Early regulation has made telecommunications one of the most developed sectors in Russia. Whilst state enterprises, with their infrastructure inherited directly from Soviet-era institutions, dominate the fixed-line market, they have largely failed to move into the new higher-tech areas. Instead, it's the big private mobile that are moving into the fixed-line space as they search for growth drivers.
The big mobile operators of MTS, VimpelCom and Megafon have also set up camp in the less-developed CIS countries, and are scouting other emerging markets. MTS is in India, while VimpelCom is in several Southeast Asian countries and is said to be watching for opportunities in Africa. A brief look at global penetration rates suggests they're on the money: in Bangladesh, Azerbaijan and India less than 50% of people currently have a mobile phone, whilst most African states boast significantly less again.
Given their size, profitability and a lack of significant growth opportunities in traditional voice and messaging services at home, these mobile operators were always going to expand abroad at some point. While there are still areas without strong infrastructure within Russia's vast borders, in many cases the ratio of cost/population makes development unattractive. That said, this is an avenue through which the mobile providers - whose infrastructure costs are significantly lower than fixed line - are able to make some headway, according to Victor Klimovich of VTB Capital.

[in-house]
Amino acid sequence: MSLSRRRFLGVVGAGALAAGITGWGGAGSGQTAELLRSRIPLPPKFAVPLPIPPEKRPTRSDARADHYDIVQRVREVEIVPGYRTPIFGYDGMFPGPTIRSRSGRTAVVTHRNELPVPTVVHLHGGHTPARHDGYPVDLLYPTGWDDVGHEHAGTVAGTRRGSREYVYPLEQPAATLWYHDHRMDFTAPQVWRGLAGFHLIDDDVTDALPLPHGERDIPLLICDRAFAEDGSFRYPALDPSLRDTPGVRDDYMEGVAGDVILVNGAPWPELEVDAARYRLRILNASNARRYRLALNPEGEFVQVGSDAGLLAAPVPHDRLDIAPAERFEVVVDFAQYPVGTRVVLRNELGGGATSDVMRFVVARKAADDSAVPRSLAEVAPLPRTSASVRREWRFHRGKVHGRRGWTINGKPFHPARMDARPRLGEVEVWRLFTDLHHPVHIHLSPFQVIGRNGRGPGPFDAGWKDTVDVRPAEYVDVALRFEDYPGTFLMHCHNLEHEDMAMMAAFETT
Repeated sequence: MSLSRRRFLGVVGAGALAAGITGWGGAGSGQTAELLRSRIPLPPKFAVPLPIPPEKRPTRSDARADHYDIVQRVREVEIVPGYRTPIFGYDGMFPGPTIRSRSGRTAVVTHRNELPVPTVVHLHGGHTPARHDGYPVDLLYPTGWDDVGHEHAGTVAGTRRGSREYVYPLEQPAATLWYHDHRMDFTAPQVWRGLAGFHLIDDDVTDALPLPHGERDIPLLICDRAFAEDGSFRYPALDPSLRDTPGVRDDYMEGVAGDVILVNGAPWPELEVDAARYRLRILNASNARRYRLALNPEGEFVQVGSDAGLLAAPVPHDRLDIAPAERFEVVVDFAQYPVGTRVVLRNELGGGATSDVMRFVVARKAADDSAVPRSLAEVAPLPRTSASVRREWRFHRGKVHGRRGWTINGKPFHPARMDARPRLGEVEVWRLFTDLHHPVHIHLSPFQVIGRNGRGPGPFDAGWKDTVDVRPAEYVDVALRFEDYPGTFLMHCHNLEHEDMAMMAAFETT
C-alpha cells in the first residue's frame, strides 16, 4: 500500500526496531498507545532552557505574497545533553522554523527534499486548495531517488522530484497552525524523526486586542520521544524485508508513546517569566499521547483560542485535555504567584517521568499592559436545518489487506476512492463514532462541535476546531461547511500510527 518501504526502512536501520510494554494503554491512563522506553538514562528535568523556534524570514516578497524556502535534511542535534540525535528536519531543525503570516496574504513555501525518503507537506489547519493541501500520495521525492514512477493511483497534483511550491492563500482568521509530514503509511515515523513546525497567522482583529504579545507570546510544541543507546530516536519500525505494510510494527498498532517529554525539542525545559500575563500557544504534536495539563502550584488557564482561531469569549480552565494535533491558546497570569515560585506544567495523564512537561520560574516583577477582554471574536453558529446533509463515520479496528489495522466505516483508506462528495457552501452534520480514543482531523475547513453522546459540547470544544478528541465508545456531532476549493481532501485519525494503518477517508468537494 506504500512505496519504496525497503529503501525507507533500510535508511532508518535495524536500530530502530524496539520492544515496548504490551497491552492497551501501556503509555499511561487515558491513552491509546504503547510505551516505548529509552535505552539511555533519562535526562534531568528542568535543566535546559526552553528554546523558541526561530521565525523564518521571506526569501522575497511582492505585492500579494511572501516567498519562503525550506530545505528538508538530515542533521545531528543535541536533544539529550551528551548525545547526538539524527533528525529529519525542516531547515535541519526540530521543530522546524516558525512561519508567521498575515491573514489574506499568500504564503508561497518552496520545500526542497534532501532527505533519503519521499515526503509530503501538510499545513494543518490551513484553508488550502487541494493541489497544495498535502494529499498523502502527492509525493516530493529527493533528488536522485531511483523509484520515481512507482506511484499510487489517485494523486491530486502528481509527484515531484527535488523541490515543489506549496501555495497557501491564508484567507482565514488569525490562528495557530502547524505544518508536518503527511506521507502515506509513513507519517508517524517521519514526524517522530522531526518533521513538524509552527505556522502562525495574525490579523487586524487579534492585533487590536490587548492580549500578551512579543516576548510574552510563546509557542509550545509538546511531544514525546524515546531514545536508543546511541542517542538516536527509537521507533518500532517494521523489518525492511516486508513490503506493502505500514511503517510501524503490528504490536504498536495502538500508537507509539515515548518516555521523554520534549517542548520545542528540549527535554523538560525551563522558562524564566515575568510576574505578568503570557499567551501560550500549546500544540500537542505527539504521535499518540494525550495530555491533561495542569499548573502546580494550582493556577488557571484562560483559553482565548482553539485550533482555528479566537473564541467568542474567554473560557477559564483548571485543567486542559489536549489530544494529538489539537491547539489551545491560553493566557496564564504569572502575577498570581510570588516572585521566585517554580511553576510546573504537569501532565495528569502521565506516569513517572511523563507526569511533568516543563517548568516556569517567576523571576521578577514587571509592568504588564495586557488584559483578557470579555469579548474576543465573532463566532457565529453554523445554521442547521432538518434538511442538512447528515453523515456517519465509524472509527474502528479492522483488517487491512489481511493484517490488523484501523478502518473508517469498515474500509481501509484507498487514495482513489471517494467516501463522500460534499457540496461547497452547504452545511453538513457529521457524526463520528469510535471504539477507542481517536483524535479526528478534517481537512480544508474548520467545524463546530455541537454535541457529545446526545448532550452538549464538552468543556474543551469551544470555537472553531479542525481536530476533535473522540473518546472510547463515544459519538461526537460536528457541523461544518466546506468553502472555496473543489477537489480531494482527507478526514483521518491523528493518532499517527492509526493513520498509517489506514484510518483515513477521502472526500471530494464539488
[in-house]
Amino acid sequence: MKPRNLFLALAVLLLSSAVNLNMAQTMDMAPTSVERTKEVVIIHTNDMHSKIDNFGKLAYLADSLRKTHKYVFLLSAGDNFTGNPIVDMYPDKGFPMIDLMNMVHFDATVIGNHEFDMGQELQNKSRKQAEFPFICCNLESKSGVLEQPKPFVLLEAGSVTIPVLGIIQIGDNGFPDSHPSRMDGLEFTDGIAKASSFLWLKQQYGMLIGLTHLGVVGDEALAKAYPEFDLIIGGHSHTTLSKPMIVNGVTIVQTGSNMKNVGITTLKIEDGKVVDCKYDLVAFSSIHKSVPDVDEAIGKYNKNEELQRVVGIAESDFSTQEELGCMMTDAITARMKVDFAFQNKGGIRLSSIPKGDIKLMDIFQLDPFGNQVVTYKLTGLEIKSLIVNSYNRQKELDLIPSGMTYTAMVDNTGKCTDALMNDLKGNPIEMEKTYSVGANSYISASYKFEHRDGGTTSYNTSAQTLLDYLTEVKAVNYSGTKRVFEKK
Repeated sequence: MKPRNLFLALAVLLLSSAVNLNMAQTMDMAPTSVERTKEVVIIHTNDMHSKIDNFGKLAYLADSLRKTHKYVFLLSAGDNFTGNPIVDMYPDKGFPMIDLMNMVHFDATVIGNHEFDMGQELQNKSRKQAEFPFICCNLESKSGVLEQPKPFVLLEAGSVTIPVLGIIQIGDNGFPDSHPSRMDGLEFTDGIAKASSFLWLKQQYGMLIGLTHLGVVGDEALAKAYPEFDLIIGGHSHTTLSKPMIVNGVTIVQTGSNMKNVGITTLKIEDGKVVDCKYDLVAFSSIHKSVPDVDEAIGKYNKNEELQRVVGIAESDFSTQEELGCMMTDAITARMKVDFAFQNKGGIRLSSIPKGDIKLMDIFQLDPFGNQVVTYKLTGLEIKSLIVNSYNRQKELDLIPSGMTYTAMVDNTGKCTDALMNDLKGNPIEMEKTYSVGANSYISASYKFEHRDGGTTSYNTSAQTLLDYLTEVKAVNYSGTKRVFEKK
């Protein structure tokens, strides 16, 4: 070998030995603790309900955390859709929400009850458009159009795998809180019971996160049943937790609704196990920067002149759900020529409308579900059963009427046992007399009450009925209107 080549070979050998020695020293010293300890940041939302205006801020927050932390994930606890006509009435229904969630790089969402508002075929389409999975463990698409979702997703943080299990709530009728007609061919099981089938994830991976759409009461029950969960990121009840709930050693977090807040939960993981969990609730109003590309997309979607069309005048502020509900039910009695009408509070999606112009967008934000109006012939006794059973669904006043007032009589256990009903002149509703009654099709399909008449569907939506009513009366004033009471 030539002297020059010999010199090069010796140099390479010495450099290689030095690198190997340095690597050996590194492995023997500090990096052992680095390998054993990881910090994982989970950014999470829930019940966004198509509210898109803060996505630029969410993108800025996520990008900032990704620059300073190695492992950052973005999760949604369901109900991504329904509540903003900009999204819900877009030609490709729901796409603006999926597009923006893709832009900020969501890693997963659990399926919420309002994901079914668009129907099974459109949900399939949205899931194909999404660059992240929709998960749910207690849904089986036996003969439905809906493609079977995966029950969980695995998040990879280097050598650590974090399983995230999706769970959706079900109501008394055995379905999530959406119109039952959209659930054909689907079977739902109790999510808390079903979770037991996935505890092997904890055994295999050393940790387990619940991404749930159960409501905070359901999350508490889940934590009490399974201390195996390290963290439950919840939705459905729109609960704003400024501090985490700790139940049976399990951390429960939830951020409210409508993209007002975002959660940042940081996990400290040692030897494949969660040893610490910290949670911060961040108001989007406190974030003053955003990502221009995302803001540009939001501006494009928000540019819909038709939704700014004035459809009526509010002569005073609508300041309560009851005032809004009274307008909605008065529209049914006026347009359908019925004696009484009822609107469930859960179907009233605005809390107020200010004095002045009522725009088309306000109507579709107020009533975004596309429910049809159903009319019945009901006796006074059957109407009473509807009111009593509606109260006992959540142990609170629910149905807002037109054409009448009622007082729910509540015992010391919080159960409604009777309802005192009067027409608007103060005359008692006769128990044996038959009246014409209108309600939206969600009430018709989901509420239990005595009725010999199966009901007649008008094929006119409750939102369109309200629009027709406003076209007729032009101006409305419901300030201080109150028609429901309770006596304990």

Yet overall, mobile penetration in Russia already runs at 155% (rising to around 190% in Moscow and St Petersburg), so there aren't too many new customers out there. This means revenue from such services can do little more than piggy-back growth in consumer spending; Uralsib expects growth will be limited to just 7% over 2010-12.
It's new services then that form the core of growth opportunities in Russia. Uralsib anticipates that the number of fixed-line broadband subscribers will grow 40% this year to total 15.4m, and that MTS and VimpelCom's broadband sales will swell by a similar figure over the next two years to contribute 16% of total revenue by 2012. This prize is just kicking off a mini-boom in M&A, as major players hunt down small regional service providers to expand their presence further from the major cities.
Meanwhile, with 3G networks now up and running in Moscow, data services are also set to boom, insists Klimovich, adding another 5% to the top line. But that's just the tip of the iceberg, he says, especially for the large mobile operators, who have now moved into fixed line as well, and "will build their businesses on the ability to connect people with the outer world - to build the 'smart pipe'. This will combine voice and message services, internet, content, banking and probably other areas in the future."
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